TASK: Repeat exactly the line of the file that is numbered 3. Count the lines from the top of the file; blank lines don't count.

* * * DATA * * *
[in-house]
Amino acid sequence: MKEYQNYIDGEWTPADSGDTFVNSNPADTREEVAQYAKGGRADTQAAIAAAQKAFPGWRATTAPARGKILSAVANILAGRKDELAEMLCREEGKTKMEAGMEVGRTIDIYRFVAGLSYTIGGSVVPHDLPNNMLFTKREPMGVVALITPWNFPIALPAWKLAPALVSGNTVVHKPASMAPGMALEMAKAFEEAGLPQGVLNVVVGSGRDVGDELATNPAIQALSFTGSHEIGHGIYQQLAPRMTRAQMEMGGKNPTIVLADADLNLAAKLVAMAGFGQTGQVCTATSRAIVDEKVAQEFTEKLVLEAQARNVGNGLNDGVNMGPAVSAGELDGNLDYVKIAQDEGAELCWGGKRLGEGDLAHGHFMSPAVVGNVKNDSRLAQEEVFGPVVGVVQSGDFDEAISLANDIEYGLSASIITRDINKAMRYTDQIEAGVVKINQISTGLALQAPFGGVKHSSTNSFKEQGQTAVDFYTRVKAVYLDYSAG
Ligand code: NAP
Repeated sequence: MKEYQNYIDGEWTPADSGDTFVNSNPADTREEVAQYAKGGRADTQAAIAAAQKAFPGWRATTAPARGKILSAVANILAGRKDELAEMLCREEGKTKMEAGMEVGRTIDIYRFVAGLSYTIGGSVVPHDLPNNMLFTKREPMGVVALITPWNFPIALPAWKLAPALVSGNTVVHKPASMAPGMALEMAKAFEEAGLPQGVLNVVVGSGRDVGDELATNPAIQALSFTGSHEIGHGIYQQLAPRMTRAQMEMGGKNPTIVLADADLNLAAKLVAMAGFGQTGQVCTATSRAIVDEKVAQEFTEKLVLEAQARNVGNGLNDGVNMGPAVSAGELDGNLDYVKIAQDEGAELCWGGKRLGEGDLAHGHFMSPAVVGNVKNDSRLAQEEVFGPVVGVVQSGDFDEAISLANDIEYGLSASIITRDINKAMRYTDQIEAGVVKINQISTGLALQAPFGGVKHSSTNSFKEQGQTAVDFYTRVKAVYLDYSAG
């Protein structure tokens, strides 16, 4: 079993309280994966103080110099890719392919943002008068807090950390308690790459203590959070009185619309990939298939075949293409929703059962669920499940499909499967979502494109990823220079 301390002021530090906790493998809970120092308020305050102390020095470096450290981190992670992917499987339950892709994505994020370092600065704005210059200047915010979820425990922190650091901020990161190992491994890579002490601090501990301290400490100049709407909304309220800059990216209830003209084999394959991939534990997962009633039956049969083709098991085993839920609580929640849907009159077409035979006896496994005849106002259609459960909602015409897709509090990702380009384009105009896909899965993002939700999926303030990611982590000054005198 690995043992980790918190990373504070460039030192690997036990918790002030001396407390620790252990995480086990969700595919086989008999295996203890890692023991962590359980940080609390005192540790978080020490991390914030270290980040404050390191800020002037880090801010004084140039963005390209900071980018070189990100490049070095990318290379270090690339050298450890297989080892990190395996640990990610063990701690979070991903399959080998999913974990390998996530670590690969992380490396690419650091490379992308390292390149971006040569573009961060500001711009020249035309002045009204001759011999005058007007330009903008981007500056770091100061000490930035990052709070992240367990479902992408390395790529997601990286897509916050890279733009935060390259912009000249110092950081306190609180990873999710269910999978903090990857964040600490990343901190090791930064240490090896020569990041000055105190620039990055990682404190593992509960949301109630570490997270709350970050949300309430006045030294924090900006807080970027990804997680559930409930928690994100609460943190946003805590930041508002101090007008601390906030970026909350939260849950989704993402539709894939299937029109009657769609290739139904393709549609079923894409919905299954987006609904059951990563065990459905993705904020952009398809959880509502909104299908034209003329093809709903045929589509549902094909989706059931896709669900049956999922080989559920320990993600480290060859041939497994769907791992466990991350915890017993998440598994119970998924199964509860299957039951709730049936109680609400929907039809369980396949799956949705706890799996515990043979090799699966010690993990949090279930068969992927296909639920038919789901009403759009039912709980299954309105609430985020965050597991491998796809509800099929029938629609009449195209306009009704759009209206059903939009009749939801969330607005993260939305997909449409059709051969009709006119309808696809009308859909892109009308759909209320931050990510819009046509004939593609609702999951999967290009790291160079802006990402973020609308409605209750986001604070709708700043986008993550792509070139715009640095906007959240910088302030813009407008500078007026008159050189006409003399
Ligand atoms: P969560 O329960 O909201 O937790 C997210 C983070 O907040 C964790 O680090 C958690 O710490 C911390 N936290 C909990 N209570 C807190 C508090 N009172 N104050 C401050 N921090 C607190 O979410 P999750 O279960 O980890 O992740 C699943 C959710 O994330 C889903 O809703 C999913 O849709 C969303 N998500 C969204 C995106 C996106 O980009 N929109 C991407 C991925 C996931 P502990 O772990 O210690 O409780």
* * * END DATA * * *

Ligand code: NAP